The Environment Secretary said there are “positive indications” that a truce will be reached in the “sausage war” trade dispute with the European Union (EU) over the Northern Ireland Protocol. However, his claims were rubbished by the former chairman of the Independent Commission on Policing in Northern Ireland.
The UK has applied for an extension to a grace period allowing chilled meats to continue being shipped from Great Britain to Northern Ireland after the end of this month, when the current arrangements are due to expire.
Downing Street told reporters on Wednesday it had received no reply to its formal request for an extension and that work between the two sides was “ongoing”.
Mr Eustice told LBC Radio: “I think we are getting some positive indications and it’s always our view that it’s better if we can reach agreement with the European Union on these things.
“It didn’t make any sense to simply say that there’s a ban on the sale of sausages to Northern Ireland, we’re still in dialogue with the European Union about some longer-term solutions on the wider issues around export health certificates.
“While those are ongoing, I think it makes sense for them, just for a few more months, to leave the current arrangement we have in place.”
However ex-senior Tory MP Chris Patten has called on the UK government to “tell the truth” and implement the “legally binding” Northern Ireland protocol, saying “the problem at heart is not the sausages you get from Sainsbury’s but the porkies that we all get, home and abroad, from Downing Street.”
Patten was delivering the inaugural lecture in memory of the former deputy leader of the SDLP, Séamus Mallon, reports The Irish Times.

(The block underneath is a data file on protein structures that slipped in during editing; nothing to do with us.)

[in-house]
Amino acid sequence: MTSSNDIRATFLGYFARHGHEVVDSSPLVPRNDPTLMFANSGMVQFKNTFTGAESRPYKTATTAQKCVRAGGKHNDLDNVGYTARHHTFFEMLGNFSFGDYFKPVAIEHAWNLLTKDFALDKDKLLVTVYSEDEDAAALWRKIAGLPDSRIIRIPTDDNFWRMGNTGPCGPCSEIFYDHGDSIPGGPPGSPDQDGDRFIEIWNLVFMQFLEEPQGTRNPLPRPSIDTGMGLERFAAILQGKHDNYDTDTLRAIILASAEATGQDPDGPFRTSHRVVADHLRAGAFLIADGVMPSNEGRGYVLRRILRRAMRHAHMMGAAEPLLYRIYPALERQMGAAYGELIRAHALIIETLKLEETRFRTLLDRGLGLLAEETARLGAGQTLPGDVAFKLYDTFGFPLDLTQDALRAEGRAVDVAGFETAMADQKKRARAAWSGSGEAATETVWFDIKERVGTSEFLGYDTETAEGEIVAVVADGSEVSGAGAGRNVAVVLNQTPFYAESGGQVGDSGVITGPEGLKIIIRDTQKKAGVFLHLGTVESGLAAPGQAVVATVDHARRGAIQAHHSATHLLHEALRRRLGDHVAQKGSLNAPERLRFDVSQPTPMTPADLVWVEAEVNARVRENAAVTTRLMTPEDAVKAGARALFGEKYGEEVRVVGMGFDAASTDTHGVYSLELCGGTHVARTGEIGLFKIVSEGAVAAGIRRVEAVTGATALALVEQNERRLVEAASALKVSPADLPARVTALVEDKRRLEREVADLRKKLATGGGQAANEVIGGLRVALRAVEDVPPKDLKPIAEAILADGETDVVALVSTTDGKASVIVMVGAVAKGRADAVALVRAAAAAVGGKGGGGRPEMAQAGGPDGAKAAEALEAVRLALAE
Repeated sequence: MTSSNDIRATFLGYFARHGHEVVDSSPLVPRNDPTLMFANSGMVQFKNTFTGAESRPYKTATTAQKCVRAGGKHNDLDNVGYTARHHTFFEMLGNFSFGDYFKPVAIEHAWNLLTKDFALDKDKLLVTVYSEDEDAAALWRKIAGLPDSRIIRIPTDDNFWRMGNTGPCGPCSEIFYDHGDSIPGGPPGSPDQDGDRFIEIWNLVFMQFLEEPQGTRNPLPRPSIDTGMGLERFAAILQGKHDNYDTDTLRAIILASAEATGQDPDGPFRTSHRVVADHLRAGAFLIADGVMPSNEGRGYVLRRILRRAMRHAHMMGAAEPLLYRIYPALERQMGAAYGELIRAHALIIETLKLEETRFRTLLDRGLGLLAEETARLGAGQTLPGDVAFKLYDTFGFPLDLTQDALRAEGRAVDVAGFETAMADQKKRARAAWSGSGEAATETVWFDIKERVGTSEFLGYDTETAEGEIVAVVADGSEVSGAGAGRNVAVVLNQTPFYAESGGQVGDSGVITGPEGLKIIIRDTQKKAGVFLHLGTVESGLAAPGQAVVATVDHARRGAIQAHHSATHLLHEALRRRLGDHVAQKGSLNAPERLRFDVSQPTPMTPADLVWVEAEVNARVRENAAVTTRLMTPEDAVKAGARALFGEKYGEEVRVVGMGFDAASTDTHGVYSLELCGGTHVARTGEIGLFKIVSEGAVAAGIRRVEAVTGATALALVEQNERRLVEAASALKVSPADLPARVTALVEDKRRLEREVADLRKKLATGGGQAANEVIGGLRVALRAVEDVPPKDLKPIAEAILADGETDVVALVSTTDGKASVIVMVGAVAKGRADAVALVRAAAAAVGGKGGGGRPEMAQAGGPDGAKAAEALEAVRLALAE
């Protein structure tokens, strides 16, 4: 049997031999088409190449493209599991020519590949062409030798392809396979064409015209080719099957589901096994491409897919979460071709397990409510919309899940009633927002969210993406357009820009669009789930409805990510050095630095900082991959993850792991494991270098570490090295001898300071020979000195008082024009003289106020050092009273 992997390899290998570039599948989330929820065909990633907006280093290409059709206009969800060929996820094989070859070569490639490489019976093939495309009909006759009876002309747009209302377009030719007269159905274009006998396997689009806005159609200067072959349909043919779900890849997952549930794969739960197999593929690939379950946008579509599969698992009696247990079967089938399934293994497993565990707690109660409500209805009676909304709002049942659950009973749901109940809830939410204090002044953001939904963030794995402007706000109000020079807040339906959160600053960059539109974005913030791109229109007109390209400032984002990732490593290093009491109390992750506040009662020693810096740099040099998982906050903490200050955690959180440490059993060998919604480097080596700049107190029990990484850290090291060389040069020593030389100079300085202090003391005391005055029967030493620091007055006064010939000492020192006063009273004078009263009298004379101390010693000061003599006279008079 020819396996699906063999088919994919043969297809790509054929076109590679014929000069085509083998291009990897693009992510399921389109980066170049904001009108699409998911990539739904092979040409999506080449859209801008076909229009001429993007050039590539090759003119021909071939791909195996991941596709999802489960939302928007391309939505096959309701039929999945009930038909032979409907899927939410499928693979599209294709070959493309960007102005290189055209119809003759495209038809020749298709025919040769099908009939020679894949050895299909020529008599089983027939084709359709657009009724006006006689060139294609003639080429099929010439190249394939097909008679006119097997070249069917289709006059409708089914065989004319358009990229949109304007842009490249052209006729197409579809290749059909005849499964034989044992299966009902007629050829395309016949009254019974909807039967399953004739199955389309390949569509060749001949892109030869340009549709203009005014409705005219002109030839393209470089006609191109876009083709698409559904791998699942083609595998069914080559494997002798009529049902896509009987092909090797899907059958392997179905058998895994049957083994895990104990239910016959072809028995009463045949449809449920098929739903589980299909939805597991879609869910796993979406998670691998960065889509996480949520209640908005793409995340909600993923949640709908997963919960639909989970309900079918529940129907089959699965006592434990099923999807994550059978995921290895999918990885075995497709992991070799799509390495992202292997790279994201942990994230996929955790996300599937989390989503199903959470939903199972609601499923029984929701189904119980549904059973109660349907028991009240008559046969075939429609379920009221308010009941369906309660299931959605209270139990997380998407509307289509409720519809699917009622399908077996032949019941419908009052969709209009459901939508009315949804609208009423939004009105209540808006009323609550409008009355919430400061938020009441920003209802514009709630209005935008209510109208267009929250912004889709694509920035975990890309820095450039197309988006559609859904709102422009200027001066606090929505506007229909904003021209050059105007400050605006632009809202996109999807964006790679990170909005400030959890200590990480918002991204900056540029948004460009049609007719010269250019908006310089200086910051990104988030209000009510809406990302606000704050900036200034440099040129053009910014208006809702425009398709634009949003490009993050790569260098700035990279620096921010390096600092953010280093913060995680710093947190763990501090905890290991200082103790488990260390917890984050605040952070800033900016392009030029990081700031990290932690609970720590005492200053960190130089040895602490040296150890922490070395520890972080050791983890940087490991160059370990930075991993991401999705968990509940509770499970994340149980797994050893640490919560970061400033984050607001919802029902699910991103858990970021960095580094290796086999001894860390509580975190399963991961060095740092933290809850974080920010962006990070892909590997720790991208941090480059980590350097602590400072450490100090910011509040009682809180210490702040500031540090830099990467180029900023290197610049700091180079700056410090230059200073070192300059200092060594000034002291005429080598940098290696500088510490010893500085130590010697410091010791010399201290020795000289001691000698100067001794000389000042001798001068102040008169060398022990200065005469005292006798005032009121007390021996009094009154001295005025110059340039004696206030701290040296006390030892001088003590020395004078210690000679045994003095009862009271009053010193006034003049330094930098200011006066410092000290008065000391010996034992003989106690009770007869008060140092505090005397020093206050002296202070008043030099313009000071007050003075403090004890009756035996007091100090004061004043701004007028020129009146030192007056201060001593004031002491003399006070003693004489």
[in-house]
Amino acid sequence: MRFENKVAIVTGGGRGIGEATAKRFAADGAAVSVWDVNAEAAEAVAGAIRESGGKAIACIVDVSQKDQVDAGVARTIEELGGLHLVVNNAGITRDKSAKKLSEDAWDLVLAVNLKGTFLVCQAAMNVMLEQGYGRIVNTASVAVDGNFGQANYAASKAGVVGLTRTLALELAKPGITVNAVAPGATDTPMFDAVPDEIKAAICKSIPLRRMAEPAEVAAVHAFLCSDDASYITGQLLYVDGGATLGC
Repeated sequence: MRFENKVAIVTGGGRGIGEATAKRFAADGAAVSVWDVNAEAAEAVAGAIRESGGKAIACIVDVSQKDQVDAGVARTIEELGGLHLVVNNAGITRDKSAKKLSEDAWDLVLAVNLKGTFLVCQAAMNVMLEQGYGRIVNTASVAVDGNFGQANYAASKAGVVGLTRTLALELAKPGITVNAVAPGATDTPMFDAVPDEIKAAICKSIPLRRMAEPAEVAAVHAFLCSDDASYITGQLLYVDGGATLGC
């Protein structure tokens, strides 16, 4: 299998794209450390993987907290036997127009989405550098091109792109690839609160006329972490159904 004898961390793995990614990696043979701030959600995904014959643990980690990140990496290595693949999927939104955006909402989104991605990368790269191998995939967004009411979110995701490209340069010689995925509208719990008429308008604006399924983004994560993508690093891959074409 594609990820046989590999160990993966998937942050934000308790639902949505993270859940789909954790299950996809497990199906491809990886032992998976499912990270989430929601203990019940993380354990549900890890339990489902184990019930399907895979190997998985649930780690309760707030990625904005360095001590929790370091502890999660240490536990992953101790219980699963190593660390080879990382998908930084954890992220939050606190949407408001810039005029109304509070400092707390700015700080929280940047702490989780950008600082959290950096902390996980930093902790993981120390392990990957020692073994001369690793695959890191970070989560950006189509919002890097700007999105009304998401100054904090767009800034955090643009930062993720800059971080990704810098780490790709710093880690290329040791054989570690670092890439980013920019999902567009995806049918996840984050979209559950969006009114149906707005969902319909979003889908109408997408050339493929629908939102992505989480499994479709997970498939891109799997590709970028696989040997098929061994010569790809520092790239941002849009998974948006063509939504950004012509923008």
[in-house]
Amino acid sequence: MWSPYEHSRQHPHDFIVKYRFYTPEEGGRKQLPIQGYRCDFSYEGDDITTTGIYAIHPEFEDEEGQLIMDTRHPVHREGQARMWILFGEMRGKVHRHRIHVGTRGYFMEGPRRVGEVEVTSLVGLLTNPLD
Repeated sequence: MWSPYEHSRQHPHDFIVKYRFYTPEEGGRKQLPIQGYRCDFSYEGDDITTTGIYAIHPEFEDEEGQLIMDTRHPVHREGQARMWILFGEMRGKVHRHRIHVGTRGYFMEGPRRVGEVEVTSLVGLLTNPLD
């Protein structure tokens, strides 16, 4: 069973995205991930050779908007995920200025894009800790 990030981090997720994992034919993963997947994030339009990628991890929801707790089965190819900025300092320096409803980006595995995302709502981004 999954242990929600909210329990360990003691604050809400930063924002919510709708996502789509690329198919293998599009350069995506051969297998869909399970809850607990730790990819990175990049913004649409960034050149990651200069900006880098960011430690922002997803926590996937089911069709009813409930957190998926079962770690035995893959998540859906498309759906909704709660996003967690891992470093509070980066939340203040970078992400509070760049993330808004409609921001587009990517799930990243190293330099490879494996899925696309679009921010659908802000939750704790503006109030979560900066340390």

He also said it seemed certain that the “lack of trust in the British government on both sides of the community in Northern Ireland” would “do nothing to halt the momentum” towards a vote “sooner perhaps rather than later, for a decision to get rid of the border once and for all and reunite Ireland.”
He added: “London must work in good faith with the EU to identify possible flexibilities in the application of the protocol, including flexibilities that are available to the British government itself.
“It is not for our Brexit government simply to wish away what it negotiated and blame any consequences on others as we face the marching season in July.
We should be blunt about this. It matters to our international reputation,” he said.
“We must hope that the fallout from the shambles does not turn into an avalanche of political trouble,” he said.
Lord Patten – "It's not for our brexit govt simply to wish away what it negotiated & then blame any consequences on others…. the problem at heart is not the sausages you get from Sainsbury's but the porkies that we all get… from Downing Street…" pic.twitter.com/ajnlgnd1qm— Haggis_UK 🇬🇧 🇪🇺 (@Haggis_UK) June 24, 2021